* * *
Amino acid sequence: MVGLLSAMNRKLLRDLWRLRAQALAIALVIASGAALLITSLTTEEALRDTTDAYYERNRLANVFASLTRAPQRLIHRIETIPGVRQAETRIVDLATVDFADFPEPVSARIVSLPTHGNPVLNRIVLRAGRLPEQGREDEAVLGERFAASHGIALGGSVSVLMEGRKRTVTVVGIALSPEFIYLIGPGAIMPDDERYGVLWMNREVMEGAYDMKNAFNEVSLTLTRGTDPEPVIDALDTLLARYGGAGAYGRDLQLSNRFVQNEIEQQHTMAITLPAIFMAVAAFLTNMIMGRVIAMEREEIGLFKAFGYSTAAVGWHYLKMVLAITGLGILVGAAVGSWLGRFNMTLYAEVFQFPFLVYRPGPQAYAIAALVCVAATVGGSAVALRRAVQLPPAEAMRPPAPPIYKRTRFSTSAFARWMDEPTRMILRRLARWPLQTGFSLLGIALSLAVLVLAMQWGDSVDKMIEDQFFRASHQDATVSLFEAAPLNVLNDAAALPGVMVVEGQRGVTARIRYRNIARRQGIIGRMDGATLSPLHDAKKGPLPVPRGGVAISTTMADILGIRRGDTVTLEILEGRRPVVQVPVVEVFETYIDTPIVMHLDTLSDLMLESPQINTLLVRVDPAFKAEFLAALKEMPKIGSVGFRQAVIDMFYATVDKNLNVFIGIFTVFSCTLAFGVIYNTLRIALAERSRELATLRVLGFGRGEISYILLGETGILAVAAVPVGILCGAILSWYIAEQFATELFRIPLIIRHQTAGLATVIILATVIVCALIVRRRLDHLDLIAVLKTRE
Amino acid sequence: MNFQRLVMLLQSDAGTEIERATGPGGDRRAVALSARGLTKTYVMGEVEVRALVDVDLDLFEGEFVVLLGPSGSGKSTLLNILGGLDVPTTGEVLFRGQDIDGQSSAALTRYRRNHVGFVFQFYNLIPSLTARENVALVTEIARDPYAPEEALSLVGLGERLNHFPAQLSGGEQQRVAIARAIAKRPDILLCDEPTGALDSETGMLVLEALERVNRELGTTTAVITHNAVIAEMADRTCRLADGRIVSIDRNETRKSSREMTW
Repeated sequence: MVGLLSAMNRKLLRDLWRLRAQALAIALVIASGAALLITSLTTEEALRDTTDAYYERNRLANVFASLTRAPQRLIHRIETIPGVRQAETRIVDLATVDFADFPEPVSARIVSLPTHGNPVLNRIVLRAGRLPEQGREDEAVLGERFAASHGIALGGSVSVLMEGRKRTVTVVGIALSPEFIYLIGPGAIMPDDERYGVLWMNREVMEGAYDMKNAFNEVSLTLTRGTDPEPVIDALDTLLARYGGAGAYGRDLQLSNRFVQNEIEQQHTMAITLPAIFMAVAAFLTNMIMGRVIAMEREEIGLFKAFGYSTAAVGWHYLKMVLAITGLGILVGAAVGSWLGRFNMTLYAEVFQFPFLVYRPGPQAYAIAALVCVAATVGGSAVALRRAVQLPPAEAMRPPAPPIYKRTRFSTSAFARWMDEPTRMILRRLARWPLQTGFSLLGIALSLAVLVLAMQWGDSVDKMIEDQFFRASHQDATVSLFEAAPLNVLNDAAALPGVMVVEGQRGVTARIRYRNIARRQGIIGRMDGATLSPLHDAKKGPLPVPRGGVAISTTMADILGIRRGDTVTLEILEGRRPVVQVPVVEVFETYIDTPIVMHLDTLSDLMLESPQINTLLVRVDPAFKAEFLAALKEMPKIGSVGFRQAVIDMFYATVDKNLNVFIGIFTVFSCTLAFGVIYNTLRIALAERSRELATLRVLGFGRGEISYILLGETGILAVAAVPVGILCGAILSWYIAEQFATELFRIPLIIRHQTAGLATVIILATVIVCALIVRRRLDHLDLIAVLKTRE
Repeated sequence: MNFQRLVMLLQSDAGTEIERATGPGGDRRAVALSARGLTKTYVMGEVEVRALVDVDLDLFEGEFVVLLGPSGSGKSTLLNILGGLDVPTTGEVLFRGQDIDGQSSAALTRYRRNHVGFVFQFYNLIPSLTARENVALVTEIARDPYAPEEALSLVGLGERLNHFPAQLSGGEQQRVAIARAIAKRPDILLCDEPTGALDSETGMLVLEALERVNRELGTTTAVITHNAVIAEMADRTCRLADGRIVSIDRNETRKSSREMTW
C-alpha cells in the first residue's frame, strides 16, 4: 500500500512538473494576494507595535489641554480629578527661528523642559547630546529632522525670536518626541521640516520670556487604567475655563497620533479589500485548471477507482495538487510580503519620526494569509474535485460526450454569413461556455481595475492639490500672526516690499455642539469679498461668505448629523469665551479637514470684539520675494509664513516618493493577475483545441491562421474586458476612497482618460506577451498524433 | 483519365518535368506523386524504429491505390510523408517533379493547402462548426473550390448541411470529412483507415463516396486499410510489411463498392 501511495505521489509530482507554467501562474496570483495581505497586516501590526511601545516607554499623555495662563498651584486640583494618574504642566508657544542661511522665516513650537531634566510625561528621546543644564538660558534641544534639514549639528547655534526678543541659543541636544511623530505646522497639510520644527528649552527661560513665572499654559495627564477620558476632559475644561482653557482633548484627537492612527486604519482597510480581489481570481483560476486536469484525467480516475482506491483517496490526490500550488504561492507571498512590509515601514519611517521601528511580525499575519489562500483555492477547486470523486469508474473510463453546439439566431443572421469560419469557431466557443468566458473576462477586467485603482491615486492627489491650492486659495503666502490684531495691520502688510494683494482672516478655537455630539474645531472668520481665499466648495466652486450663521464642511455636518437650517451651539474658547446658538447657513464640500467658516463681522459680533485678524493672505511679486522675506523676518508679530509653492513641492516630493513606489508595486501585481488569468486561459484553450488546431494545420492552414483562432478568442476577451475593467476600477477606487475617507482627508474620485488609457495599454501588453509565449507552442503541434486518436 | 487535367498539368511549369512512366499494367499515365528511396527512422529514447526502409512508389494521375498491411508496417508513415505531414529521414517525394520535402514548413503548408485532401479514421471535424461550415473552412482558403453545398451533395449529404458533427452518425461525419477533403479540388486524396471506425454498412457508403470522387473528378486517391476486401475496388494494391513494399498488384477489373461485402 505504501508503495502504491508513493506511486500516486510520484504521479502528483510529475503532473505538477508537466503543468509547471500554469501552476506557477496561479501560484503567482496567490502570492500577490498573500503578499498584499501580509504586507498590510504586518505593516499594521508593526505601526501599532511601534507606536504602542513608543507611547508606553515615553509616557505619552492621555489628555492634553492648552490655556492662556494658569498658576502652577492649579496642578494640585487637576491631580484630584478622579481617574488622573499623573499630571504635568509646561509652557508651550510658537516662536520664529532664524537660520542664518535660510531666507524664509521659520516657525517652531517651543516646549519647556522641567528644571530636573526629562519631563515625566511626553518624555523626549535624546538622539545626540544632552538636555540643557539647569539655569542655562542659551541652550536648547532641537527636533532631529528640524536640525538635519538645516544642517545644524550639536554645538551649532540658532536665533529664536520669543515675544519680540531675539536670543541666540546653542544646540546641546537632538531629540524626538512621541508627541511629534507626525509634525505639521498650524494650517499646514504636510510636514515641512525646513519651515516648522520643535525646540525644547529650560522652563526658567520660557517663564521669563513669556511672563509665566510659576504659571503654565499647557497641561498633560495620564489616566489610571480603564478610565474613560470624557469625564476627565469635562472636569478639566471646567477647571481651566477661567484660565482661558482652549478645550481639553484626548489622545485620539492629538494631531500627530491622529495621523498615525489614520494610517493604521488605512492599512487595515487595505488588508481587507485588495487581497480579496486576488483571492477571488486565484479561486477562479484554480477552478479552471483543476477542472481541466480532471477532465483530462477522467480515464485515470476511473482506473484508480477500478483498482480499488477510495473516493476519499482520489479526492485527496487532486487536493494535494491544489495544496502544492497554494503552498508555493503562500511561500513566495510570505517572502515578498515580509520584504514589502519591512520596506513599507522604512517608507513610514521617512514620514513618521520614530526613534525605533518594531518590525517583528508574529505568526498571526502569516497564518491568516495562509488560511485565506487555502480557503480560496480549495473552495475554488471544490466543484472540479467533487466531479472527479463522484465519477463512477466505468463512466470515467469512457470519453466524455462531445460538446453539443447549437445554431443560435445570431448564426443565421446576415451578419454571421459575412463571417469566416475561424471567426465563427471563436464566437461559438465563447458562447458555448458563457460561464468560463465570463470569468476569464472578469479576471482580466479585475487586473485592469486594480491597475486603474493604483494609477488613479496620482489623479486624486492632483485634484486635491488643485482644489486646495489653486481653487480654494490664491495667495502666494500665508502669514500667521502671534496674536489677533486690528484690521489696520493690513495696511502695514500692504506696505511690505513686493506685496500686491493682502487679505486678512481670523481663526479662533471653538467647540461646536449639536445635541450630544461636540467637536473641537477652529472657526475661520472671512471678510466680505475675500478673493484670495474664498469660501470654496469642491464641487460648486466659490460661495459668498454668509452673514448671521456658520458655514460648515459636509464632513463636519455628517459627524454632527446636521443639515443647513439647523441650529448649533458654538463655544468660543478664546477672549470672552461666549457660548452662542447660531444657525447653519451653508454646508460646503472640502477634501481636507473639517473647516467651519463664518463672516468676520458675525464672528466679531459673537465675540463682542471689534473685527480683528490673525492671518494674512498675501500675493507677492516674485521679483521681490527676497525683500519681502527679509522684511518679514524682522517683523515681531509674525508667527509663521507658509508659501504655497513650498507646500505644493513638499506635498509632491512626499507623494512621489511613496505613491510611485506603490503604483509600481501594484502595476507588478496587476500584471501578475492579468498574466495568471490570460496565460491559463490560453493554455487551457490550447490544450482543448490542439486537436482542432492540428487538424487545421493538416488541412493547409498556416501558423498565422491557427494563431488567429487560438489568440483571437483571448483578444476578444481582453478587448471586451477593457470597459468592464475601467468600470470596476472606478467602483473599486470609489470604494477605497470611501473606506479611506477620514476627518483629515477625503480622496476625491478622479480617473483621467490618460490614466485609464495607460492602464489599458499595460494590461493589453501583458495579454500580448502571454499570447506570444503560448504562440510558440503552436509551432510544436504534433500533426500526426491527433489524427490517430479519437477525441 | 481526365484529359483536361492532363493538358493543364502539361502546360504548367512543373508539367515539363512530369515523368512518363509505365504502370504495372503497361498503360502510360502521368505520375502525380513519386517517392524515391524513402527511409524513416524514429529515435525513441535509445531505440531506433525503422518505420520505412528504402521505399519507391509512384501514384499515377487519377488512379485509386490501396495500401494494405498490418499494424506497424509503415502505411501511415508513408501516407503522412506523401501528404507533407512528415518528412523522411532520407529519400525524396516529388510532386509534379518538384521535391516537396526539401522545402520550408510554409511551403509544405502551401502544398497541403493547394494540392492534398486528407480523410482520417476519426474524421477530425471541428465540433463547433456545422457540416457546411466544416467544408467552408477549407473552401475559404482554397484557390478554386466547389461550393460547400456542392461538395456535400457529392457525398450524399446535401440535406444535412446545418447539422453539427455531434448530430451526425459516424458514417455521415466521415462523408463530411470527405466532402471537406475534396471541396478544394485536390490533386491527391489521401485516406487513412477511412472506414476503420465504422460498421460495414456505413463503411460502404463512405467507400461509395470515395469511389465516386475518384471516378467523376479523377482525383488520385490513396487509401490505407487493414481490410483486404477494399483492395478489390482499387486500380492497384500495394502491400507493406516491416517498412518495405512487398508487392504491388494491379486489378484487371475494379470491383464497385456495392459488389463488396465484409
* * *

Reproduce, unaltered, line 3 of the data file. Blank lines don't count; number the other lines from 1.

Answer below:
Repeated sequence: MVGLLSAMNRKLLRDLWRLRAQALAIALVIASGAALLITSLTTEEALRDTTDAYYERNRLANVFASLTRAPQRLIHRIETIPGVRQAETRIVDLATVDFADFPEPVSARIVSLPTHGNPVLNRIVLRAGRLPEQGREDEAVLGERFAASHGIALGGSVSVLMEGRKRTVTVVGIALSPEFIYLIGPGAIMPDDERYGVLWMNREVMEGAYDMKNAFNEVSLTLTRGTDPEPVIDALDTLLARYGGAGAYGRDLQLSNRFVQNEIEQQHTMAITLPAIFMAVAAFLTNMIMGRVIAMEREEIGLFKAFGYSTAAVGWHYLKMVLAITGLGILVGAAVGSWLGRFNMTLYAEVFQFPFLVYRPGPQAYAIAALVCVAATVGGSAVALRRAVQLPPAEAMRPPAPPIYKRTRFSTSAFARWMDEPTRMILRRLARWPLQTGFSLLGIALSLAVLVLAMQWGDSVDKMIEDQFFRASHQDATVSLFEAAPLNVLNDAAALPGVMVVEGQRGVTARIRYRNIARRQGIIGRMDGATLSPLHDAKKGPLPVPRGGVAISTTMADILGIRRGDTVTLEILEGRRPVVQVPVVEVFETYIDTPIVMHLDTLSDLMLESPQINTLLVRVDPAFKAEFLAALKEMPKIGSVGFRQAVIDMFYATVDKNLNVFIGIFTVFSCTLAFGVIYNTLRIALAERSRELATLRVLGFGRGEISYILLGETGILAVAAVPVGILCGAILSWYIAEQFATELFRIPLIIRHQTAGLATVIILATVIVCALIVRRRLDHLDLIAVLKTRE